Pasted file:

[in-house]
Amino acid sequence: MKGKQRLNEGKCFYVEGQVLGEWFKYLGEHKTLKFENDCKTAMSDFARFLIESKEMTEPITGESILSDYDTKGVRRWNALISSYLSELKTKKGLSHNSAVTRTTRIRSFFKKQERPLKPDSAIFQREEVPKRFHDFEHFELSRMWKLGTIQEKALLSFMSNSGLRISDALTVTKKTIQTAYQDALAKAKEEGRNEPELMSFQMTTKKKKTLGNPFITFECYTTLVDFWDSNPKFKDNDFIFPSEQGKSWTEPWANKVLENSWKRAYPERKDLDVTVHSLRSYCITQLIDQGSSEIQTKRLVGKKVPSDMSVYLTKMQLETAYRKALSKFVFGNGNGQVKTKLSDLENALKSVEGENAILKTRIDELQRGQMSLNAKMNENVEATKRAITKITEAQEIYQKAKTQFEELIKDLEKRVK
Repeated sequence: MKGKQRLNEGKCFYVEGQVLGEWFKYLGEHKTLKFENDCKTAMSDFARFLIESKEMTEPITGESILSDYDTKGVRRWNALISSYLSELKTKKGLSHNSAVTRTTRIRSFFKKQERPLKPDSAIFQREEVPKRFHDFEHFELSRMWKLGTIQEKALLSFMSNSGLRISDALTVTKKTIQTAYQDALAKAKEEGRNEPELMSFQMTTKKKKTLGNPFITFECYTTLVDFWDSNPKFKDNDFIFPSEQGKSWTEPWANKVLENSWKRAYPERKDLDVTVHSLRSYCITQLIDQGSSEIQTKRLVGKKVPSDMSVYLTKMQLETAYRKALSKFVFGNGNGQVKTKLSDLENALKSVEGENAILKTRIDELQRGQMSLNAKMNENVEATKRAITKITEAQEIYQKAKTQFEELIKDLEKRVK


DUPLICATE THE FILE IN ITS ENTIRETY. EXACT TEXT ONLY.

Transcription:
[in-house]
Amino acid sequence: MKGKQRLNEGKCFYVEGQVLGEWFKYLGEHKTLKFENDCKTAMSDFARFLIESKEMTEPITGESILSDYDTKGVRRWNALISSYLSELKTKKGLSHNSAVTRTTRIRSFFKKQERPLKPDSAIFQREEVPKRFHDFEHFELSRMWKLGTIQEKALLSFMSNSGLRISDALTVTKKTIQTAYQDALAKAKEEGRNEPELMSFQMTTKKKKTLGNPFITFECYTTLVDFWDSNPKFKDNDFIFPSEQGKSWTEPWANKVLENSWKRAYPERKDLDVTVHSLRSYCITQLIDQGSSEIQTKRLVGKKVPSDMSVYLTKMQLETAYRKALSKFVFGNGNGQVKTKLSDLENALKSVEGENAILKTRIDELQRGQMSLNAKMNENVEATKRAITKITEAQEIYQKAKTQFEELIKDLEKRVK
Repeated sequence: MKGKQRLNEGKCFYVEGQVLGEWFKYLGEHKTLKFENDCKTAMSDFARFLIESKEMTEPITGESILSDYDTKGVRRWNALISSYLSELKTKKGLSHNSAVTRTTRIRSFFKKQERPLKPDSAIFQREEVPKRFHDFEHFELSRMWKLGTIQEKALLSFMSNSGLRISDALTVTKKTIQTAYQDALAKAKEEGRNEPELMSFQMTTKKKKTLGNPFITFECYTTLVDFWDSNPKFKDNDFIFPSEQGKSWTEPWANKVLENSWKRAYPERKDLDVTVHSLRSYCITQLIDQGSSEIQTKRLVGKKVPSDMSVYLTKMQLETAYRKALSKFVFGNGNGQVKTKLSDLENALKSVEGENAILKTRIDELQRGQMSLNAKMNENVEATKRAITKITEAQEIYQKAKTQFEELIKDLEKRVK